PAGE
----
Rowan County health director talks reasons for state, local data differences

Published 12:00 am Thursday, April 30, 2020

By Shavonne Potts

shavonne.potts@salisburypost.com

SALISBURY — Lately, the Rowan Public Health Department and the state agency that manages health- and human-related services have not been on the same page when it comes to COVID-19-related data.

Rowan Public Health Director Nina Oliver said the time data is reported represents the main reason for recent discrepancies between Rowan County and the N.C. Department of Health and Human Services. The state agency reports each day at 11 a.m. while the county compiles and publishes its data every evening. Oliver said both sources are correct, but added that Rowan County’s data hub should be the preferred choice for the most current and accurate statistical information.

According to Wednesday’s state data, Rowan County has 366 positive COVID-19 cases and 19 deaths. The Rowan County Health Department on Wednesday released local numbers with 365 positive cases and 22 deaths.

The county reports its data later in the day because staff connect with each reported positive case to conduct an investigation. The results of the investigation provide many of the elements the county reports on its data hub. The county then manually reviews individualized data for each case when calculating county totals.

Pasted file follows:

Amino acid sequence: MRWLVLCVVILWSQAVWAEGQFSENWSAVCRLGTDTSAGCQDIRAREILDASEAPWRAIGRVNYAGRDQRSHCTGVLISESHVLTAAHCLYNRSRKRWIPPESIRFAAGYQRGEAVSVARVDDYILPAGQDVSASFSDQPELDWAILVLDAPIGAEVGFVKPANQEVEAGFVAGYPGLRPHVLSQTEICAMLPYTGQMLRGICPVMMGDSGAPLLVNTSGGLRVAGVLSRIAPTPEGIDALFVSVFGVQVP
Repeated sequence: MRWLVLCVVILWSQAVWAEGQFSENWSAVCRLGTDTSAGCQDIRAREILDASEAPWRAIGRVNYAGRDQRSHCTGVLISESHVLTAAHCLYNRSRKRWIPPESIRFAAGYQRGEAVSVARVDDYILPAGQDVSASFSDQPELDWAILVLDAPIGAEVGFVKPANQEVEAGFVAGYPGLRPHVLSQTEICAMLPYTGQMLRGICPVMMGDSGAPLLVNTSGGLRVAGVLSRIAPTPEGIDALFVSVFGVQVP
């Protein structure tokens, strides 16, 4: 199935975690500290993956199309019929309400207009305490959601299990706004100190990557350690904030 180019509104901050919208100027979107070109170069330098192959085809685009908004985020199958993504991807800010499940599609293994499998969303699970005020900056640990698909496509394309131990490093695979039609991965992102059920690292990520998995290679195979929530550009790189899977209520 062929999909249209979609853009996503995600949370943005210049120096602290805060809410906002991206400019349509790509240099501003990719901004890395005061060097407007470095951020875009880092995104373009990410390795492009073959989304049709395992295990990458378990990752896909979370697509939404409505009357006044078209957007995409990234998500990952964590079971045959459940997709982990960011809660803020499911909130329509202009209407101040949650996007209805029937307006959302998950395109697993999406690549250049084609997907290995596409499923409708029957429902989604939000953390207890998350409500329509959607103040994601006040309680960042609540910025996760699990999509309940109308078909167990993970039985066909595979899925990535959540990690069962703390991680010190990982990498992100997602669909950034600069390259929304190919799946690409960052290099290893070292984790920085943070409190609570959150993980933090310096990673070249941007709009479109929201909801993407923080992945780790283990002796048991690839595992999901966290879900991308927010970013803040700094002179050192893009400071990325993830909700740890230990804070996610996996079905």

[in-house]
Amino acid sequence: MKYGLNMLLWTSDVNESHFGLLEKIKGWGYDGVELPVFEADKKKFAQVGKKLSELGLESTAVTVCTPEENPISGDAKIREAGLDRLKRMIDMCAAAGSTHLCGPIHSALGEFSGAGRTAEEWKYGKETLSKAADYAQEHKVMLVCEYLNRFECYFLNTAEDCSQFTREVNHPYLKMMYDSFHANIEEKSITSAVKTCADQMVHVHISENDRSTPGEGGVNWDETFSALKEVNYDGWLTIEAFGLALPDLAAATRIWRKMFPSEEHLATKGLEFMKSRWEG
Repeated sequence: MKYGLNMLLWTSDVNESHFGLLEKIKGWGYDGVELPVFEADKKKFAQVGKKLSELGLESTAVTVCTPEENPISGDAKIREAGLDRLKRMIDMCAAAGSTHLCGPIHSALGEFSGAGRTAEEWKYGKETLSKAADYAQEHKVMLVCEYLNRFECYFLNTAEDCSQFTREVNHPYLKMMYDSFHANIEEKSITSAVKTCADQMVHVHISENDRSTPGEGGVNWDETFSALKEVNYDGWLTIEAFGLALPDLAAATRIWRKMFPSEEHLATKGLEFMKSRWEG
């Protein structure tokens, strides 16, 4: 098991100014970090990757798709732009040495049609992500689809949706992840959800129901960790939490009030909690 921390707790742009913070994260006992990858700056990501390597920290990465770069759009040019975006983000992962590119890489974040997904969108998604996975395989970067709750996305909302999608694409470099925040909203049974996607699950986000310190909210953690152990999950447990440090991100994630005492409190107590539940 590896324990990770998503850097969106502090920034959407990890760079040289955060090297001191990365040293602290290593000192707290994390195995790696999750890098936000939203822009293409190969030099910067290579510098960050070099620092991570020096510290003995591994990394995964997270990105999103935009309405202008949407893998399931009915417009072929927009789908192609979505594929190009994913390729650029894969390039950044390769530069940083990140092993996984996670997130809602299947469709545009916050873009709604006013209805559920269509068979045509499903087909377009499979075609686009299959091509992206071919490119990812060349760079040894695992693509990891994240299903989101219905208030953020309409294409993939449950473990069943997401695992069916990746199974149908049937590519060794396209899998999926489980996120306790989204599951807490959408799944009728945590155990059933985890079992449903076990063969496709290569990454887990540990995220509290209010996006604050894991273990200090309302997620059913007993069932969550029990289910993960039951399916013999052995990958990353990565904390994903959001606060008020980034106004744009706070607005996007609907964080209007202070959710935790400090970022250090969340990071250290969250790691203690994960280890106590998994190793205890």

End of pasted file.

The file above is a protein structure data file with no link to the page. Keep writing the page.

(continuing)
The state’s data is pulled from a live database called the NC Electronic Disease Surveillance System (NC EDSS) database. The data is then put through a cleaning process before being output in the dashboard format. Oliver said because the NC EDSS is a live database it changes over the course of a given day.

For example, cases are entered manually, merged and additional data is fed in, Oliver said.

Also, when the state feeds case count information to NC EDSS, errors can occur and information can be assigned to the wrong county. The Rowan County Health Department has its own investigation team that looks into such discrepancies.

Oliver said public health nurses review cases and confirm they are Rowan County residents. If they are not, nurses have to “reassign” cases to the correct county. These incorrect cases are counted towards Rowan County numbers until they are reassigned, which can take time to do.

In some instances, if the team is unable to verify the county where the case belongs, it is sent back to the state.

While the case is being verified, the case can continue to show as a Rowan County case.

“Rowan County strives to be responsive to all data needs. We also strive to provide to most accurate data as possible. While data provided by the state is accurate, numbers/data/cases may fluctuate,” Oliver said.

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